Japan’s initiatives under the Abe administration to reach out to Russia have inevitably introduced certain complications, as far as security relations are concerned. Washington has expressed some reservation at recent developments in Russo-Japanese relations given that Japan is arguably its most important ally in East Asia. How the dynamics of the US-Japan alliance is going to be impacted by Japan’s conscious efforts to improve Russo-Japanese relations merits observation.
Continued clashes with China on territorial claims and regional maritime security
Japan launched a diplomatic protest against Chinese incursions near the contested waters of the East China Sea, which has occurred sporadically and most notably in the first half of August 2016. Conflicting claims to the Senkaku/Diaoyu Islands have been an enduring concern in Sino-Japanese relations and prospects for resolution, if not dialogue, have been punctuated by a growing number of incidents, which range from surveillance to incursions in the contiguous zones. Japan and China also have competing claims on Okinotorishima; however, this has received far less attention in comparison to the Senkaku/Diaoyu Islands conflict.
Sino-Japanese relations, as far as maritime security is concerned, has become more complicated not only by China and Japan’s own territorial conflicts, but also by China’s militarization activities overall and Japan’s more vocal and proactive stance in other regional territorial conflicts such as the South China Sea. In particular, Japan has increased its support to other parties involved in the South China Sea dispute, engaging in more exchanges, promoting maritime domain awareness, and providing assistance to reinforce maritime security capabilities. For instance, Japan supported the Philippines in its arbitration case against China, and has sought greater bilateral cooperation in maritime security through the institution of dialogues, joint military activities and technology transfers. In the latter half of 2016, Japan provided coast guard patrol boats and TC-90 surveillance aircrafts in fulfillment of the Agreement Concerning the Transfer of Defense Equipment and Technology signed in February.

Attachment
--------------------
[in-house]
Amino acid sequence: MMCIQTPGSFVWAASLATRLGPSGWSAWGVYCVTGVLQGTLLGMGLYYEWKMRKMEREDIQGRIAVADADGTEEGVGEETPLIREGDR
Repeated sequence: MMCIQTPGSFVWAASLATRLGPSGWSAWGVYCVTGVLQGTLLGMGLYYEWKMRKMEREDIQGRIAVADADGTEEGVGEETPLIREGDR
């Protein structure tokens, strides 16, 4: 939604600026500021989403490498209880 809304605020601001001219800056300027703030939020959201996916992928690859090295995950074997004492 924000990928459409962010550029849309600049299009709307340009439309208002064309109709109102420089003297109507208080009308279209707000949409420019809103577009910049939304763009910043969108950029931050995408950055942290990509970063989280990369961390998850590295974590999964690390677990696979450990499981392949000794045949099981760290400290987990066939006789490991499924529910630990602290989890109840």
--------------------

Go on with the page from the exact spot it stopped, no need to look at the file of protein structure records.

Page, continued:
From a geopolitical standpoint, the regional maritime situation reflects mutual wariness, with Japan seeking to counterbalance China, and China opposing what it perceives as Japanese attempts at military resurgence.
Developments impacting Japanese trade and economy
Two crucial developments this year stand to impact Japan in terms of trade and investment for years to come – the speculated withdrawal of the United States from the Trans-Pacific Partnership agreement and the United Kingdom’s decision to leave the European Union. It is worth noting Japan’s reaction to these two major developments and worth observing how the country intends to navigate such possible, if not imminent, shifts in the regional and global economic landscape.